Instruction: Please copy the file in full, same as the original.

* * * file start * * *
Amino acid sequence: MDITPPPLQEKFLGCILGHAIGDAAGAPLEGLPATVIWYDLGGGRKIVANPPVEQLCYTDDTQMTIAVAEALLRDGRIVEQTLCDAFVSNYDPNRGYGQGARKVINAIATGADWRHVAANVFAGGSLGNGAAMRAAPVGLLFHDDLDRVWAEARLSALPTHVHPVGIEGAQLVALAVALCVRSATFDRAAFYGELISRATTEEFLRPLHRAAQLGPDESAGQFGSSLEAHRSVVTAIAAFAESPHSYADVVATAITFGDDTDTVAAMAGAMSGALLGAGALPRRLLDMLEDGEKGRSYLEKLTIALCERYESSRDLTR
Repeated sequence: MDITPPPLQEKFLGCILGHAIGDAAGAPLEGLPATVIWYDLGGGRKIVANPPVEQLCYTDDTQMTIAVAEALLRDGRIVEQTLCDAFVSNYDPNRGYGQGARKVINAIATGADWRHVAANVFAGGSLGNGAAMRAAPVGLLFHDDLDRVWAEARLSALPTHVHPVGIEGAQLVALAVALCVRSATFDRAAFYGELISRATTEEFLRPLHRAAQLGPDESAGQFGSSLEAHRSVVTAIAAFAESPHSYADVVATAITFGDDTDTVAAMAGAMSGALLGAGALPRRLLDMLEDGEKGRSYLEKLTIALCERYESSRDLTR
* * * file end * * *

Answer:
Amino acid sequence: MDITPPPLQEKFLGCILGHAIGDAAGAPLEGLPATVIWYDLGGGRKIVANPPVEQLCYTDDTQMTIAVAEALLRDGRIVEQTLCDAFVSNYDPNRGYGQGARKVINAIATGADWRHVAANVFAGGSLGNGAAMRAAPVGLLFHDDLDRVWAEARLSALPTHVHPVGIEGAQLVALAVALCVRSATFDRAAFYGELISRATTEEFLRPLHRAAQLGPDESAGQFGSSLEAHRSVVTAIAAFAESPHSYADVVATAITFGDDTDTVAAMAGAMSGALLGAGALPRRLLDMLEDGEKGRSYLEKLTIALCERYESSRDLTR
Repeated sequence: MDITPPPLQEKFLGCILGHAIGDAAGAPLEGLPATVIWYDLGGGRKIVANPPVEQLCYTDDTQMTIAVAEALLRDGRIVEQTLCDAFVSNYDPNRGYGQGARKVINAIATGADWRHVAANVFAGGSLGNGAAMRAAPVGLLFHDDLDRVWAEARLSALPTHVHPVGIEGAQLVALAVALCVRSATFDRAAFYGELISRATTEEFLRPLHRAAQLGPDESAGQFGSSLEAHRSVVTAIAAFAESPHSYADVVATAITFGDDTDTVAAMAGAMSGALLGAGALPRRLLDMLEDGEKGRSYLEKLTIALCERYESSRDLTR